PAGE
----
Lack of Productivity Afflicts U.S. Commuter Rail
Stephen Smith continues his examination of the inefficiencies plaguing America's rail transit systems. While his prior piece focused on the comparatively high cost of construction, this piece looks at the how "high labor costs drag down service, prevent new lines from opening, and depress ridership and revenues," along the nation's commuter railroads.
According to the article, many American commuter railroads over-employ unneeded conductors, often at the fault of powerful union work rules. Vukan Vuchic, a professor of transportation engineering at the University of Pennsylvania, suggests that, "regional railroads should adopt leaner train crews, allowing them to run more trains an hour. In other words, get rid of conductors. Turnstiles would replace them on busy lines, with proof-of-payment systems for those with less traffic. This honor system enforced by occasional ticket checks with heavy fines for fare dodgers was popularized in Europe, and has already spread to buses and newer North American rail systems."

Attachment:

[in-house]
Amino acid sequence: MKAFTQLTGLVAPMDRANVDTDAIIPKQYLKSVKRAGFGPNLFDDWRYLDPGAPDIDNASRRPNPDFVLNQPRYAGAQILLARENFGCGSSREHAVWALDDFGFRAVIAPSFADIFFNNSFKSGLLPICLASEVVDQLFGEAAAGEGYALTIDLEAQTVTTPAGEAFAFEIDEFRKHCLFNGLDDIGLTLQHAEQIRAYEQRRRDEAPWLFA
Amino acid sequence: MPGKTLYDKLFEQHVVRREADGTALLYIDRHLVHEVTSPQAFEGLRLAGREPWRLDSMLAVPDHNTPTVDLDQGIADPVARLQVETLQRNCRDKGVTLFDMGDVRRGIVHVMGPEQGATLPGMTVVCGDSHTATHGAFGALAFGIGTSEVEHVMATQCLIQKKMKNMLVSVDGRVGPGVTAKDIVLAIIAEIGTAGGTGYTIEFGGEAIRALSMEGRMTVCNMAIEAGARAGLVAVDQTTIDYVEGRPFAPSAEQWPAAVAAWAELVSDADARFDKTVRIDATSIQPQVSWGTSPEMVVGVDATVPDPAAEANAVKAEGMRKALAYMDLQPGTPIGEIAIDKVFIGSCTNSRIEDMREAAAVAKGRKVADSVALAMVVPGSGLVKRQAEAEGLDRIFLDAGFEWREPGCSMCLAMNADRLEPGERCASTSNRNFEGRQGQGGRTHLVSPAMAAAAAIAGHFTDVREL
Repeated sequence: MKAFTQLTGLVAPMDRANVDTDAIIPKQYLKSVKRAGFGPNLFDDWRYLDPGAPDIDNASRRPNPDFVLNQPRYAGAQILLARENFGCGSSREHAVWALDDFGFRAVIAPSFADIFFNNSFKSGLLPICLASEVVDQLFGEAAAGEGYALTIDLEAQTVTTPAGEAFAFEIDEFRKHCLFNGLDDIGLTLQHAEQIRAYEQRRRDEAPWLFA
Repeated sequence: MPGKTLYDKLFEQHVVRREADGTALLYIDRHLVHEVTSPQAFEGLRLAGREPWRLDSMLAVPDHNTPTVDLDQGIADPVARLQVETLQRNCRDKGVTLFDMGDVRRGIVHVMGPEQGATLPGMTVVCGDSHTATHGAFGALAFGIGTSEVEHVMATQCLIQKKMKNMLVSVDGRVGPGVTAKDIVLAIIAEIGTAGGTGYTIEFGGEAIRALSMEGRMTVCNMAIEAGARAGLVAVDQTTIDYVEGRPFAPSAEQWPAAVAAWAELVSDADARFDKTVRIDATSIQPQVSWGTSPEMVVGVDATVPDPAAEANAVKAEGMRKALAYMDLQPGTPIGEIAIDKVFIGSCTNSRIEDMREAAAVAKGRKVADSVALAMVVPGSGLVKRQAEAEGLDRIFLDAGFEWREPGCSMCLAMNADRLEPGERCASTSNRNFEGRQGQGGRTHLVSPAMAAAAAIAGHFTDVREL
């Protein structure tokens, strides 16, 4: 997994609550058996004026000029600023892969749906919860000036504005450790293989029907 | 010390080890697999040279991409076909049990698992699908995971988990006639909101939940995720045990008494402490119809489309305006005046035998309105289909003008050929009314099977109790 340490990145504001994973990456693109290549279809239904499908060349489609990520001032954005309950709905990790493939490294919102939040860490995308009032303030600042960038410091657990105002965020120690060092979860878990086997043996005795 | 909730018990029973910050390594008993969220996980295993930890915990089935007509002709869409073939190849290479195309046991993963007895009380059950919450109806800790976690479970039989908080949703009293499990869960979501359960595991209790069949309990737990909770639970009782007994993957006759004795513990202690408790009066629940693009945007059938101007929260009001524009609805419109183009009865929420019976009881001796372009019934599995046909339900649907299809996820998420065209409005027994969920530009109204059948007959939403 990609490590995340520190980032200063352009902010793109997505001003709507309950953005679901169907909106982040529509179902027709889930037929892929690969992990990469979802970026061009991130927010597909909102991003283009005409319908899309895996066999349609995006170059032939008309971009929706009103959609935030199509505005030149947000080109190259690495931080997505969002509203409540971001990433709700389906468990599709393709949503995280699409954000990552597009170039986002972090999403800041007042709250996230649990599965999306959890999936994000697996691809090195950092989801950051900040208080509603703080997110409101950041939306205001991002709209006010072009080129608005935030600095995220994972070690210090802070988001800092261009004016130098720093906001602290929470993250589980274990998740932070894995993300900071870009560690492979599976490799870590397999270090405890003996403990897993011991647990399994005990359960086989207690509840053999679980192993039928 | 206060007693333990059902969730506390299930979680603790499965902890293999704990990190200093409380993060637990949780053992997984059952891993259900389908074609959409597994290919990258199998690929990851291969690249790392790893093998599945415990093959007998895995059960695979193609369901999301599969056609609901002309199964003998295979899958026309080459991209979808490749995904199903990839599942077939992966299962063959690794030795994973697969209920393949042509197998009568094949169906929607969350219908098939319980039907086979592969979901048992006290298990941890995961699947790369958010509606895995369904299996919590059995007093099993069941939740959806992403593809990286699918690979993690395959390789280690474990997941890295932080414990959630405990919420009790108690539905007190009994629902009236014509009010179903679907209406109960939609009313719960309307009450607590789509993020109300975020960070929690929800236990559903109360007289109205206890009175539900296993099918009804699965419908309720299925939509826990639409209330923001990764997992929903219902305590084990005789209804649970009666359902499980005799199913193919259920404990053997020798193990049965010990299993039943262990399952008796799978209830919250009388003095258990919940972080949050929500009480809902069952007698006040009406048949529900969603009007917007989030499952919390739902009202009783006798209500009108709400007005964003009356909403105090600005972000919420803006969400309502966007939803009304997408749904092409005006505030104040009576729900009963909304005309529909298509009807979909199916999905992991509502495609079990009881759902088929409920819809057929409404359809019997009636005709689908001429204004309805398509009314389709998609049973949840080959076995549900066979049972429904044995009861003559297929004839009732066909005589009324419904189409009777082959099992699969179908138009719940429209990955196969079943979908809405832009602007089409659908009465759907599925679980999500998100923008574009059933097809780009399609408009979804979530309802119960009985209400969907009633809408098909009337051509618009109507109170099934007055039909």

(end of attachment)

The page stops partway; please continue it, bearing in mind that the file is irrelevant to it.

Despite the pleas of many, and a stated 'win-win' for both passengers and labor by the author, progress to adopt more efficient labor practices and upgrade infrastructure to automate more of the passenger experience has remained slow.